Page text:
Fans are reeling from the news of Prince's death at age 57. But the fans are not just people like you and me. The iconic singer/guitarist/actor/writer/everything has influenced other musicians we love.
Here are only a few of the many musicians Prince has inspired. But remember, Prince has struck everyone. Along with all his breakthroughs in music and fashion, his attitude and unabashedness continues to live on as well. Click through as we attempt to cull together just a few of the celebs that took inspiration from the respected innovator—even though there's no way to pinpoint all of them.
Fuse's music video block, Dearly Beloved, a tribute to Prince, premieres Thursday, April 21 at 7/6c, and airs again at 11/10c. Plus, catch the tribute throughout the day on Friday, April 22.
Prince has been known for taking the strange and twisted and making it into a radio-friendly hit—and The Weeknd did the same, purposefully modeling some of his music after Prince's. In an interview with Pitchfork, The Weeknd said this:
"Prince was always just pushing the envelope. Michael was doing that too, but he wasn’t as experimental. Prince turned experimental music into pop music. 'When Doves Cry,' the whole Purple Rain soundtrack—he was inspired by the Cocteau Twins and new wave pop and brought it into R&B when he first started, and then it became this cool, next-level, kind of hard-to-digest music. Which is what I felt House of Balloons was. Image, lyrics, content, storytelling, cohesive body of work: That's Prince to me. Michael had cohesive bodies of work, but every song was its own song, and usually I can tell a story with my albums. R. Kelly is just a child of Michael and Prince; I want to be that of my generation. I mean, I hope I can be that."
Above, watch Prince present The Weeknd with an award at the AMAs in 2015.
Beyoncé and Prince inspired each other, and it was really special to see them perform together at the 2004 GRAMMYs. In the interview above, you can hear Bey fanning out intensely over the match-up.
When Nick Jonas visited Fuse, he told us that he channeled Prince for his solo album.
"I've got soul as my roots in the vocal space, and then taking Stevie Wonder, Prince and flipping [that sound] on its head with some of its newer influences like The Weeknd and Jhené Aiko and stuff like that that I'm really inspired by."
Ro James has every ounce of Prince in him. When he came by Fuse, he told us about his top 5 R&B influencers, and The Purple One was front and center.
Michael Jackson backup singer Judith Hill has always been one to sing Prince's praises. And when Prince caught wind of that, he invited her to his Paisley Studios to record her album, Back in Time, which he co-produced. In the video above, she tells Fuse what it was like working with the legend.
Delta Spirit told Fuse at Lollapalooza that Prince is as important to American music as Bob Dylan. Duh!
Prince executive produced Warfield's 2014 album The Unexpected. "He is very much my mentor," Warfield told Fuse. "He's taught me a lot, how to be a writer, a ranger. You can't help but pick something up from him. He's funny, and he's really fun to be around. He just has a generous heart."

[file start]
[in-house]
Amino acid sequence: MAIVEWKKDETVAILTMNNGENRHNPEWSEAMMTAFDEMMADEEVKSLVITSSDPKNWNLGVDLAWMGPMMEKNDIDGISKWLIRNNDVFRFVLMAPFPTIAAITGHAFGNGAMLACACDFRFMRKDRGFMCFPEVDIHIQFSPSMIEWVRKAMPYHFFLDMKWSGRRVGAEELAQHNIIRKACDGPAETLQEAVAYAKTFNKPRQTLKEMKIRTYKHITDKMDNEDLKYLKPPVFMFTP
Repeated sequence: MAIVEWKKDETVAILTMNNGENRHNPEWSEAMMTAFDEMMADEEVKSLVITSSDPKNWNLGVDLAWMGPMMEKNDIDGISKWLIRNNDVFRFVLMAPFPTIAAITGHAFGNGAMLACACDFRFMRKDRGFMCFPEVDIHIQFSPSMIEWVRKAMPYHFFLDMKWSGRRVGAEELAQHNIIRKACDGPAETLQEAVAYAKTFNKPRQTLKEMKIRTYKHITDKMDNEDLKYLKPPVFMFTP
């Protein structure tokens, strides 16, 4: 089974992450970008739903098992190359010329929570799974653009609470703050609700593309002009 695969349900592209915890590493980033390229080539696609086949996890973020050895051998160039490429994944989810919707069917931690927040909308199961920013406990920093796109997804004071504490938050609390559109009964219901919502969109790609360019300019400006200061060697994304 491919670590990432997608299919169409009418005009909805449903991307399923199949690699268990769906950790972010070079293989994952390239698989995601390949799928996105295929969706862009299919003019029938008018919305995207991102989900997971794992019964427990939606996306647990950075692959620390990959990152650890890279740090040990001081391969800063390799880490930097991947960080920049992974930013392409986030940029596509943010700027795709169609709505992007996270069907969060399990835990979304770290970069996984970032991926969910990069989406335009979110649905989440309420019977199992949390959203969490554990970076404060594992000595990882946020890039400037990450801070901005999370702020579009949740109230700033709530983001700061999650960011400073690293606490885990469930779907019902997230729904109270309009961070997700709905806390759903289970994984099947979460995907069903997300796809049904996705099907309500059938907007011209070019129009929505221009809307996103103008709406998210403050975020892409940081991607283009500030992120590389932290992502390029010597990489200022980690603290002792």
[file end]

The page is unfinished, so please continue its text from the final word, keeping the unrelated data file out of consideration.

Prince invited Rita Ora into the studio for his HITNRUN Phase One album, and he's worked on her stuff as well. "I honestly have to say that it's one of the best experience of my life," Ora told Fuse. "He wrote this incredible poem, which I turned into a song."
One listen to My Morning Jacket's "Highly Suspicious," and you know that Prince was an influence on lead singer Jim James.
There's no denying the funk and soul influence on D'Angelo. He told RBMA radio:
“I was five years old. 'I Wanna Be Your Lover' had come out, and it was a big hit. When that album came out, it was just huge. He really, literally, was the talk of the town. Everybody was wondering, 'Who is this guy? Is he a guy? Is it a girl?' No one really knew who it was. I remember we had the album, and my brothers were just enamored by this guy. They told me, 'He plays everything, he writes everything, he’s singing everything,' so I was hooked from then on. I learned how to play every song on that album, note for note, at five years old.”
The realness of Paloma Faith's music is directly reminiscent of Prince's. In fact, Prince was a big supporter of the soul singer: "If my album was dreadful, Prince would have lost interest very quickly. But I found his support validating because it made me feel confident to do the best I can. And I have," she told the Mirror U.K.
Here she is covering "I Feel For You."
Miguel is the sexy embodiment of Prince's out-front sexuality and boldness. He's often earned the title of modern-day Prince... although no one but Prince can be Prince. He told Entertainment Weekly:
“There’s no way Prince could not be a musical influence of mine. I grew up not only looking up to him as a musician but as an icon, someone who was pushing the boundaries in his art. For me, every song is an extension of how I perceive the world—and how I want to perceive the world. This song is a description of that dynamic. In ‘Flesh,’ I’m trying to describe my character and her character in the throes [of sex]. I’m trying to bring you into my world.”
"Prince is a mentor, a friend and a musical hero of mine and he still is. Growing up, I always admired how he handled the business and gave other artists an opportunity to shine, and when he puts his stamp on someone it’s a special thing. He’s been in the industry for a really long time, he’s smart, and he’s constantly reinventing himself. I just hope when I reach that many years in the game I can still be as passionate as he and as giving to new artists as he is."
Alicia Keys loved Prince so much, she covered "How Come You Don't Call Me Anymore?" for her debut album (along with her Unplugged album). In 2004, she inducted him into the Rock and Roll Hall of Fame, with a speech we should all revisit. It's spot-on.